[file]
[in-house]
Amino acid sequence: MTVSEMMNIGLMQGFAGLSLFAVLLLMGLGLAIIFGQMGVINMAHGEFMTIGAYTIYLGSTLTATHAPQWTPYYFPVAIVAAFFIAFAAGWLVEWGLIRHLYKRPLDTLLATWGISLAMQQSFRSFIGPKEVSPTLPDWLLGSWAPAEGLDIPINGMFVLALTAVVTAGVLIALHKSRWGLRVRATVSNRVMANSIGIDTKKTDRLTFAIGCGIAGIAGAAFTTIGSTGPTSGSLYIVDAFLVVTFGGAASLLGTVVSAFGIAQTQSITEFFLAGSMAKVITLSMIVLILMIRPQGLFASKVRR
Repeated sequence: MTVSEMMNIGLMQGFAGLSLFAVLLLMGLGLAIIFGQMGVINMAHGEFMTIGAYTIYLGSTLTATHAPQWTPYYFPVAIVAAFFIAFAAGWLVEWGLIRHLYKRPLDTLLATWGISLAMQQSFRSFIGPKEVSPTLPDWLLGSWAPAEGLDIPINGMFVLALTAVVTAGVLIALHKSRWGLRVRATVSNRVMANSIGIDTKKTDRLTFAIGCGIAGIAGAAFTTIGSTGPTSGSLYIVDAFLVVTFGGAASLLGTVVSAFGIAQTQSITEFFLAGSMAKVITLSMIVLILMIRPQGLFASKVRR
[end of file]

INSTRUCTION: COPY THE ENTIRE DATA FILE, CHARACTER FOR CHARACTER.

[in-house]
Amino acid sequence: MTVSEMMNIGLMQGFAGLSLFAVLLLMGLGLAIIFGQMGVINMAHGEFMTIGAYTIYLGSTLTATHAPQWTPYYFPVAIVAAFFIAFAAGWLVEWGLIRHLYKRPLDTLLATWGISLAMQQSFRSFIGPKEVSPTLPDWLLGSWAPAEGLDIPINGMFVLALTAVVTAGVLIALHKSRWGLRVRATVSNRVMANSIGIDTKKTDRLTFAIGCGIAGIAGAAFTTIGSTGPTSGSLYIVDAFLVVTFGGAASLLGTVVSAFGIAQTQSITEFFLAGSMAKVITLSMIVLILMIRPQGLFASKVRR
Repeated sequence: MTVSEMMNIGLMQGFAGLSLFAVLLLMGLGLAIIFGQMGVINMAHGEFMTIGAYTIYLGSTLTATHAPQWTPYYFPVAIVAAFFIAFAAGWLVEWGLIRHLYKRPLDTLLATWGISLAMQQSFRSFIGPKEVSPTLPDWLLGSWAPAEGLDIPINGMFVLALTAVVTAGVLIALHKSRWGLRVRATVSNRVMANSIGIDTKKTDRLTFAIGCGIAGIAGAAFTTIGSTGPTSGSLYIVDAFLVVTFGGAASLLGTVVSAFGIAQTQSITEFFLAGSMAKVITLSMIVLILMIRPQGLFASKVRR